84. Eminem, 'The Eminem Show'
On his third album, Eminem shifted from provocation to introspection, mulling fame, fatherhood and the psychic toll of being America's biggest pop star and – according to scolds on both ends of the political spectrum – number one moral menace. The rhymes were as densely packed and virtuosic as ever ("When I speak, it's tongue in cheek/I'd yank my fuckin' teeth before I'd ever bite my tongue"), but they were also poignantly confessional; the beats largely jettisoned perky hip-hop to embrace the power chords and grandeur of Seventies rock.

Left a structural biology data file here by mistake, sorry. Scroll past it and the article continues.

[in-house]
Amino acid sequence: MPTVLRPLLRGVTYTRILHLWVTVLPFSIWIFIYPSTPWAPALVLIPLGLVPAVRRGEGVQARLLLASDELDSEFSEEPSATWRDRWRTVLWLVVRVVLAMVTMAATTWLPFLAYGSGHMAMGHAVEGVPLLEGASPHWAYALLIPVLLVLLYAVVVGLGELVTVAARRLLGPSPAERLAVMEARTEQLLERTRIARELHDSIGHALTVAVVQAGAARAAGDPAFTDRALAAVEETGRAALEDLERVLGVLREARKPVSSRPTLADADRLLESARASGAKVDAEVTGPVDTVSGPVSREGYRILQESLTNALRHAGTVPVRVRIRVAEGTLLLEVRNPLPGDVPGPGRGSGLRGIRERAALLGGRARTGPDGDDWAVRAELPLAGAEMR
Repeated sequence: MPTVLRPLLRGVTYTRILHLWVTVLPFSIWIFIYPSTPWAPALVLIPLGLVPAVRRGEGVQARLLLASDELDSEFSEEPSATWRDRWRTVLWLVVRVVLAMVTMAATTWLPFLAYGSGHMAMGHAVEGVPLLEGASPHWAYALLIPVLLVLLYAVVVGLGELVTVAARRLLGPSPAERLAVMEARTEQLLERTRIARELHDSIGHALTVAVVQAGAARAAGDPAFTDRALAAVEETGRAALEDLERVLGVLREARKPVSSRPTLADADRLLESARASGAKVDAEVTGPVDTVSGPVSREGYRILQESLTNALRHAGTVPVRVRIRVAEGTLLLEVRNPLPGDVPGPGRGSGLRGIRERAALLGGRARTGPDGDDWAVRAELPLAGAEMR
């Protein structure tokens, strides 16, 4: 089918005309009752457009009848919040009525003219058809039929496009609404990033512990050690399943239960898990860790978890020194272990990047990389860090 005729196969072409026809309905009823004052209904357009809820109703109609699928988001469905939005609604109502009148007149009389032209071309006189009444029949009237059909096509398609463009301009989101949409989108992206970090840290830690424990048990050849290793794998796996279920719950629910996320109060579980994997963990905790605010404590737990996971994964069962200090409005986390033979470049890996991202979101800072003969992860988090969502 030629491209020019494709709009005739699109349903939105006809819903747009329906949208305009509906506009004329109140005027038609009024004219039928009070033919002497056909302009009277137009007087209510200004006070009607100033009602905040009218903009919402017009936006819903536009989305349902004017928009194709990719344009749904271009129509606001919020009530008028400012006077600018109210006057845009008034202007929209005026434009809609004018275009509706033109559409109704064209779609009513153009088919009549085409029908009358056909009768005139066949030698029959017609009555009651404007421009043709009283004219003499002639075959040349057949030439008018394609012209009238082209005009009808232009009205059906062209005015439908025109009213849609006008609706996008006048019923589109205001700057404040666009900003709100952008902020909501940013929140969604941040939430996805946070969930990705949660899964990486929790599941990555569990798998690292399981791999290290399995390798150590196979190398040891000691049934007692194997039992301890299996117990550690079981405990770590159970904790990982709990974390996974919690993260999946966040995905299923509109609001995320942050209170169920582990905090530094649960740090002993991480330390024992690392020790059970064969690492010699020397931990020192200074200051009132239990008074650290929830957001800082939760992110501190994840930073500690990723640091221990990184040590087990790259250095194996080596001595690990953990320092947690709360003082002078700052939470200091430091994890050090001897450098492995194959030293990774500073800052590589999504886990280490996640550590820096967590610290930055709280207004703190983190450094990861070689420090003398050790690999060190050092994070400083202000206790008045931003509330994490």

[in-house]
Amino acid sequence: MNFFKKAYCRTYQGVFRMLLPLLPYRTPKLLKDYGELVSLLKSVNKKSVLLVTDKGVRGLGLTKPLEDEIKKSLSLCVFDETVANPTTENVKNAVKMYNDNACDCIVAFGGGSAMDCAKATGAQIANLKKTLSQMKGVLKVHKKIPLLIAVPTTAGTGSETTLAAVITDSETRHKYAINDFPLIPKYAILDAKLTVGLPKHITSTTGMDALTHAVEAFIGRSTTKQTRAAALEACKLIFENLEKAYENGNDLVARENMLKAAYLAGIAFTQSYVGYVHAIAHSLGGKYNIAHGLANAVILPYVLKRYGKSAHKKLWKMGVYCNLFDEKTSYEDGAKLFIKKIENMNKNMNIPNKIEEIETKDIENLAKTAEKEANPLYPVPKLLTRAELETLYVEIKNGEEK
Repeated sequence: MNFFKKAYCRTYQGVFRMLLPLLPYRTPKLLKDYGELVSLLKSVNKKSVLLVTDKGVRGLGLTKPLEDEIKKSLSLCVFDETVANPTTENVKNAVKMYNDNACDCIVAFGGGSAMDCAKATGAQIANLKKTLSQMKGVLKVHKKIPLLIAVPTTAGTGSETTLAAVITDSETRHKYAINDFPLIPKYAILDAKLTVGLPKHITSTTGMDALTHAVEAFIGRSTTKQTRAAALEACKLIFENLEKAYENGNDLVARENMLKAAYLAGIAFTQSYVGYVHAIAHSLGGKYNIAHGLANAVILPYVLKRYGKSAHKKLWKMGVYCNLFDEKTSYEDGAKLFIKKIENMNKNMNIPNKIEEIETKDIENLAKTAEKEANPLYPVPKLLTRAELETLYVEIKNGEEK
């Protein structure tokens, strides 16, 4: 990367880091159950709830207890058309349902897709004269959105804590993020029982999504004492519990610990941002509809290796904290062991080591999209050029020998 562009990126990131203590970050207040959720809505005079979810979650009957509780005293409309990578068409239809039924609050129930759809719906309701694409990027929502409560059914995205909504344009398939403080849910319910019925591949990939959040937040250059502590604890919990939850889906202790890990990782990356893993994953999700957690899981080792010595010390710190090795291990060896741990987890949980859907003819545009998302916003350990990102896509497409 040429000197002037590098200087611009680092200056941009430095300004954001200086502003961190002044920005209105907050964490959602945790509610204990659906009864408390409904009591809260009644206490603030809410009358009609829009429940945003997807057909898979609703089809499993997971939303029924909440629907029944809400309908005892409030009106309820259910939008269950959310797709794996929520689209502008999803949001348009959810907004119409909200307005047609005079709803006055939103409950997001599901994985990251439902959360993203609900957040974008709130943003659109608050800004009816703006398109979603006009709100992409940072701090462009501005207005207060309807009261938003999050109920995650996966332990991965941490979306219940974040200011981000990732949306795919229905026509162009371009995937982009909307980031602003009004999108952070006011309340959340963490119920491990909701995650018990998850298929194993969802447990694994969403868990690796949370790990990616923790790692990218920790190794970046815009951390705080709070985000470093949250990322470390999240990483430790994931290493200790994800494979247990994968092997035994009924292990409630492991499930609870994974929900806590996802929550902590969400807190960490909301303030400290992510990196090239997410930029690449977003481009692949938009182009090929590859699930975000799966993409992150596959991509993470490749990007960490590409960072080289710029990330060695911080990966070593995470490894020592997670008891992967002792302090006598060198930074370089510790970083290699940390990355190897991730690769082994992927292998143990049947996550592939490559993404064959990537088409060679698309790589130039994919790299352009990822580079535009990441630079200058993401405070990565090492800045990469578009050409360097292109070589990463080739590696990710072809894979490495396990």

• Rolling Stone's Original 2002 Review